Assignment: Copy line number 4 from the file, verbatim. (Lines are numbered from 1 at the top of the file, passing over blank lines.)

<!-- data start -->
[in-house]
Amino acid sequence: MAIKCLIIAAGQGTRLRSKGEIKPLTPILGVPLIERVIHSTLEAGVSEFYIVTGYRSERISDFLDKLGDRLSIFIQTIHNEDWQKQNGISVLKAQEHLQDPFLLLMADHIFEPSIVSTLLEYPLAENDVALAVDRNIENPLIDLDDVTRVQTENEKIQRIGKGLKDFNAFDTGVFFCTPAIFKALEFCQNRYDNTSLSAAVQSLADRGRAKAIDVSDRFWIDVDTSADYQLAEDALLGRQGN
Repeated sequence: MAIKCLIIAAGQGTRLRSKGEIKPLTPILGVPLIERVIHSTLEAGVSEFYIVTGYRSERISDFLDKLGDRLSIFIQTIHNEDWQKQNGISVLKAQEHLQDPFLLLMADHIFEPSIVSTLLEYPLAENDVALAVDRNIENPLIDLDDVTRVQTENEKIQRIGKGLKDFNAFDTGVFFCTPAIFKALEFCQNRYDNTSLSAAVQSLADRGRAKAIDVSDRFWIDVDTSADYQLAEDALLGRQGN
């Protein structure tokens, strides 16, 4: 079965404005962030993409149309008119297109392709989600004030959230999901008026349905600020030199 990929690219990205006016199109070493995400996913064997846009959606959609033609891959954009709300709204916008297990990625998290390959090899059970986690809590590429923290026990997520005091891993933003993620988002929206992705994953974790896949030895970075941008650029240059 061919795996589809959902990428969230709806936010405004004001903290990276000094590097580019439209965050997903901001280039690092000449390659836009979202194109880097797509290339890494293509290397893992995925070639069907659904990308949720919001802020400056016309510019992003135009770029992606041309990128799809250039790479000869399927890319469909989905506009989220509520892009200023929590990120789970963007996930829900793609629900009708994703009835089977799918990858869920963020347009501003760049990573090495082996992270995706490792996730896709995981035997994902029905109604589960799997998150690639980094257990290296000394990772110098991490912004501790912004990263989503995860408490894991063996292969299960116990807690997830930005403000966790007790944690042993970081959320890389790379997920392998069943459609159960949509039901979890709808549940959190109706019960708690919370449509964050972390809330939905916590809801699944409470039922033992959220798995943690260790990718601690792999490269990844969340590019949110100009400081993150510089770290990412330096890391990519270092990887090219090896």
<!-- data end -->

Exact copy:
């Protein structure tokens, strides 16, 4: 079965404005962030993409149309008119297109392709989600004030959230999901008026349905600020030199 990929690219990205006016199109070493995400996913064997846009959606959609033609891959954009709300709204916008297990990625998290390959090899059970986690809590590429923290026990997520005091891993933003993620988002929206992705994953974790896949030895970075941008650029240059 061919795996589809959902990428969230709806936010405004004001903290990276000094590097580019439209965050997903901001280039690092000449390659836009979202194109880097797509290339890494293509290397893992995925070639069907659904990308949720919001802020400056016309510019992003135009770029992606041309990128799809250039790479000869399927890319469909989905506009989220509520892009200023929590990120789970963007996930829900793609629900009708994703009835089977799918990858869920963020347009501003760049990573090495082996992270995706490792996730896709995981035997994902029905109604589960799997998150690639980094257990290296000394990772110098991490912004501790912004990263989503995860408490894991063996292969299960116990807690997830930005403000966790007790944690042993970081959320890389790379997920392998069943459609159960949509039901979890709808549940959190109706019960708690919370449509964050972390809330939905916590809801699944409470039922033992959220798995943690260790990718601690792999490269990844969340590019949110100009400081993150510089770290990412330096890391990519270092990887090219090896």